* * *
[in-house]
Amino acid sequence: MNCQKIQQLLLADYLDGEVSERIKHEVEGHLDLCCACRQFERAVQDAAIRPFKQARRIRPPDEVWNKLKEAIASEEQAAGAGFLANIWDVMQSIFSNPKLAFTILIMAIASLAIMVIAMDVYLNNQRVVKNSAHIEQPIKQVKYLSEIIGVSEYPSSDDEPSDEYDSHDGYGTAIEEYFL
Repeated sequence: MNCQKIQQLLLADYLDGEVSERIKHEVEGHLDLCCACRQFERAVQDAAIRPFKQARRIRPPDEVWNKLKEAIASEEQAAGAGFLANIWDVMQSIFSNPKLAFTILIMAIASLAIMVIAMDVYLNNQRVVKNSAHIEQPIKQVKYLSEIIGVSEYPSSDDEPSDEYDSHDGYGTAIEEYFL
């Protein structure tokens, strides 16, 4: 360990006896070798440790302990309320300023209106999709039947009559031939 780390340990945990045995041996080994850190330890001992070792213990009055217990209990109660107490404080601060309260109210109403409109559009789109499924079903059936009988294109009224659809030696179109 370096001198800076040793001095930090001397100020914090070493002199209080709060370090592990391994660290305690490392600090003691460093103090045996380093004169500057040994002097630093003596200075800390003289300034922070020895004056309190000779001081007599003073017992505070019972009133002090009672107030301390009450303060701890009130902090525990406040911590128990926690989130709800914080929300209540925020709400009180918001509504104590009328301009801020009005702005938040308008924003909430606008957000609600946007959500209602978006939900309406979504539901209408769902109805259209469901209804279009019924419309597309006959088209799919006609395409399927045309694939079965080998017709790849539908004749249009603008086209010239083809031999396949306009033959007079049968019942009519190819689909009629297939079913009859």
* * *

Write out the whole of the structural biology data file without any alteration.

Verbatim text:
[in-house]
Amino acid sequence: MNCQKIQQLLLADYLDGEVSERIKHEVEGHLDLCCACRQFERAVQDAAIRPFKQARRIRPPDEVWNKLKEAIASEEQAAGAGFLANIWDVMQSIFSNPKLAFTILIMAIASLAIMVIAMDVYLNNQRVVKNSAHIEQPIKQVKYLSEIIGVSEYPSSDDEPSDEYDSHDGYGTAIEEYFL
Repeated sequence: MNCQKIQQLLLADYLDGEVSERIKHEVEGHLDLCCACRQFERAVQDAAIRPFKQARRIRPPDEVWNKLKEAIASEEQAAGAGFLANIWDVMQSIFSNPKLAFTILIMAIASLAIMVIAMDVYLNNQRVVKNSAHIEQPIKQVKYLSEIIGVSEYPSSDDEPSDEYDSHDGYGTAIEEYFL
């Protein structure tokens, strides 16, 4: 360990006896070798440790302990309320300023209106999709039947009559031939 780390340990945990045995041996080994850190330890001992070792213990009055217990209990109660107490404080601060309260109210109403409109559009789109499924079903059936009988294109009224659809030696179109 370096001198800076040793001095930090001397100020914090070493002199209080709060370090592990391994660290305690490392600090003691460093103090045996380093004169500057040994002097630093003596200075800390003289300034922070020895004056309190000779001081007599003073017992505070019972009133002090009672107030301390009450303060701890009130902090525990406040911590128990926690989130709800914080929300209540925020709400009180918001509504104590009328301009801020009005702005938040308008924003909430606008957000609600946007959500209602978006939900309406979504539901209408769902109805259209469901209804279009019924419309597309006959088209799919006609395409399927045309694939079965080998017709790849539908004749249009603008086209010239083809031999396949306009033959007079049968019942009519190819689909009629297939079913009859």